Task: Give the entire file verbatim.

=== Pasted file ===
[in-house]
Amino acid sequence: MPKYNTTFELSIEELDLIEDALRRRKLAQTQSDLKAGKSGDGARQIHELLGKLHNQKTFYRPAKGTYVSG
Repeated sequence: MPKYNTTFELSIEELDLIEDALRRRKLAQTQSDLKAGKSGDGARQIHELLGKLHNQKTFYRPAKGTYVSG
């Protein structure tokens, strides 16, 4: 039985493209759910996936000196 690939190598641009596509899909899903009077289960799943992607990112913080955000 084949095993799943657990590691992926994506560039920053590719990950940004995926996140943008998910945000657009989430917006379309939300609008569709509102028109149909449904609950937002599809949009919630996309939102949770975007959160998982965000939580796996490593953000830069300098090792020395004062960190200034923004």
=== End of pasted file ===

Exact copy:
[in-house]
Amino acid sequence: MPKYNTTFELSIEELDLIEDALRRRKLAQTQSDLKAGKSGDGARQIHELLGKLHNQKTFYRPAKGTYVSG
Repeated sequence: MPKYNTTFELSIEELDLIEDALRRRKLAQTQSDLKAGKSGDGARQIHELLGKLHNQKTFYRPAKGTYVSG
């Protein structure tokens, strides 16, 4: 039985493209759910996936000196 690939190598641009596509899909899903009077289960799943992607990112913080955000 084949095993799943657990590691992926994506560039920053590719990950940004995926996140943008998910945000657009989430917006379309939300609008569709509102028109149909449904609950937002599809949009919630996309939102949770975007959160998982965000939580796996490593953000830069300098090792020395004062960190200034923004």